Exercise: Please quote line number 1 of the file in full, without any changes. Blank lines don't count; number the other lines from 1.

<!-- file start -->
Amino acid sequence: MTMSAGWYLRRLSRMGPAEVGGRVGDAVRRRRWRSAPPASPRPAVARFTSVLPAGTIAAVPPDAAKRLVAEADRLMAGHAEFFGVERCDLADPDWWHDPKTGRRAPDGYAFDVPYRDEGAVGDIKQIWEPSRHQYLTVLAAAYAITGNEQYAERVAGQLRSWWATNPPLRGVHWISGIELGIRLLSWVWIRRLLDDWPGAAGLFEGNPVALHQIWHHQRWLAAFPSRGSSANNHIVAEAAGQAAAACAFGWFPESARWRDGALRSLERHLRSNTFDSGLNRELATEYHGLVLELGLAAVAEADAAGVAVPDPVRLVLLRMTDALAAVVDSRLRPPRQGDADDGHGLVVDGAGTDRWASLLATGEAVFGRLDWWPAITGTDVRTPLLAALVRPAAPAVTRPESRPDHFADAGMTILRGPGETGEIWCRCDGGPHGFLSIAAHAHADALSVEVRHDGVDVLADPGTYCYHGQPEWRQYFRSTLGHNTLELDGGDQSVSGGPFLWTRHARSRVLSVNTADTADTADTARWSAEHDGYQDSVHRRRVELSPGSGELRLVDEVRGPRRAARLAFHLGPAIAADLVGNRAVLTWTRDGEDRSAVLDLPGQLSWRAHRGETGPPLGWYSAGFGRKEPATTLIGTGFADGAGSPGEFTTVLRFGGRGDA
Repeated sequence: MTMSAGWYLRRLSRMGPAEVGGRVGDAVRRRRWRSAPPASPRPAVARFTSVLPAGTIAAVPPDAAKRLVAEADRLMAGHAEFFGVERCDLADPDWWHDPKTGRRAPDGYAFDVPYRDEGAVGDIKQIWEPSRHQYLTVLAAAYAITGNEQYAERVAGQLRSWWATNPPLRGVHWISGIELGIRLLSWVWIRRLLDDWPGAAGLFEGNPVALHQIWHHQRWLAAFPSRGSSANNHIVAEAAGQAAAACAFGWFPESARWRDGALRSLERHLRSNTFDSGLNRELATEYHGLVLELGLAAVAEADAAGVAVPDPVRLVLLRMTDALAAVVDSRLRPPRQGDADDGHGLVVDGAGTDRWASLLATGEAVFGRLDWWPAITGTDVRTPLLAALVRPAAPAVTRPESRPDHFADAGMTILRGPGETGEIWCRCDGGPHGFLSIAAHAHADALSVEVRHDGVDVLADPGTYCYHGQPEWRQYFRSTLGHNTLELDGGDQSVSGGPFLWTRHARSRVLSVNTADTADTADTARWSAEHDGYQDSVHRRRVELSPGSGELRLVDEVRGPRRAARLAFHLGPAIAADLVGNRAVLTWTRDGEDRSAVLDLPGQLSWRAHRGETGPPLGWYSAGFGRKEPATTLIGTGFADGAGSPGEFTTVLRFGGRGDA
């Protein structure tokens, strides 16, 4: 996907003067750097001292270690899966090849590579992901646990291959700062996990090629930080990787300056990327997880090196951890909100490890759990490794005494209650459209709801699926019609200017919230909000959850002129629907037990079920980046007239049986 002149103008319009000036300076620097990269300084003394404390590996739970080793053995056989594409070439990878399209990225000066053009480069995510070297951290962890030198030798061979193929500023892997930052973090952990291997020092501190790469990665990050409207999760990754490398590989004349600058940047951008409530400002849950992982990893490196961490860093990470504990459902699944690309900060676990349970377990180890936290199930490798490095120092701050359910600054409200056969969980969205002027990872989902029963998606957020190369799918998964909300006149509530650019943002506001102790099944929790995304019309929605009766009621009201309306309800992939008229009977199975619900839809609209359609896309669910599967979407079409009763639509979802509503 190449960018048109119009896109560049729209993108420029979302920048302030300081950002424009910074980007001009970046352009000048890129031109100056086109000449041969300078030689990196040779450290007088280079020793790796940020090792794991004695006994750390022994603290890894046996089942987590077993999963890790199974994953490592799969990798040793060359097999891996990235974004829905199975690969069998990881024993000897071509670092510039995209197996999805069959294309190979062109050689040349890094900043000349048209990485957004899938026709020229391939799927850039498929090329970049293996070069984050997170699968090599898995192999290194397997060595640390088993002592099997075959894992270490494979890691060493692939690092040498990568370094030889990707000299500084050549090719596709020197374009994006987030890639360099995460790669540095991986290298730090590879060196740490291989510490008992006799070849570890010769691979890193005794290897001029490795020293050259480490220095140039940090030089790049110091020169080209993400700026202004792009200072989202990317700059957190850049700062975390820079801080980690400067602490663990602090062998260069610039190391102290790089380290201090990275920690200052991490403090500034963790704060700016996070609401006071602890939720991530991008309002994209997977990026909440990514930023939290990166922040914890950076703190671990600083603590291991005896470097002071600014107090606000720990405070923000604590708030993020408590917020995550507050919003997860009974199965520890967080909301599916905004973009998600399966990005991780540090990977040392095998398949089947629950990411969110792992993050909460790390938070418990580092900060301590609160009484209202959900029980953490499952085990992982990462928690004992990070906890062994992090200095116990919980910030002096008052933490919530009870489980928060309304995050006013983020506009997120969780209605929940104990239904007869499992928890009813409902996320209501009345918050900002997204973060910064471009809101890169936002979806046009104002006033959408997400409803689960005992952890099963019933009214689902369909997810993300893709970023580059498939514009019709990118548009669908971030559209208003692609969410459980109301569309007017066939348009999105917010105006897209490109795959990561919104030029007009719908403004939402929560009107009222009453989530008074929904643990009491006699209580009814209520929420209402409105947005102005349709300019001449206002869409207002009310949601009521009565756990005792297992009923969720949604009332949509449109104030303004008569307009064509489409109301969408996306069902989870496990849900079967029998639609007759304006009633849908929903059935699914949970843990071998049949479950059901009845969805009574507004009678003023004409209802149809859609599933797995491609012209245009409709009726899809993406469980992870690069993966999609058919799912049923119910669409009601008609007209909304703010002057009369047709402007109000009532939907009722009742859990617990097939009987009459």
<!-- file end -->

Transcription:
Amino acid sequence: MTMSAGWYLRRLSRMGPAEVGGRVGDAVRRRRWRSAPPASPRPAVARFTSVLPAGTIAAVPPDAAKRLVAEADRLMAGHAEFFGVERCDLADPDWWHDPKTGRRAPDGYAFDVPYRDEGAVGDIKQIWEPSRHQYLTVLAAAYAITGNEQYAERVAGQLRSWWATNPPLRGVHWISGIELGIRLLSWVWIRRLLDDWPGAAGLFEGNPVALHQIWHHQRWLAAFPSRGSSANNHIVAEAAGQAAAACAFGWFPESARWRDGALRSLERHLRSNTFDSGLNRELATEYHGLVLELGLAAVAEADAAGVAVPDPVRLVLLRMTDALAAVVDSRLRPPRQGDADDGHGLVVDGAGTDRWASLLATGEAVFGRLDWWPAITGTDVRTPLLAALVRPAAPAVTRPESRPDHFADAGMTILRGPGETGEIWCRCDGGPHGFLSIAAHAHADALSVEVRHDGVDVLADPGTYCYHGQPEWRQYFRSTLGHNTLELDGGDQSVSGGPFLWTRHARSRVLSVNTADTADTADTARWSAEHDGYQDSVHRRRVELSPGSGELRLVDEVRGPRRAARLAFHLGPAIAADLVGNRAVLTWTRDGEDRSAVLDLPGQLSWRAHRGETGPPLGWYSAGFGRKEPATTLIGTGFADGAGSPGEFTTVLRFGGRGDA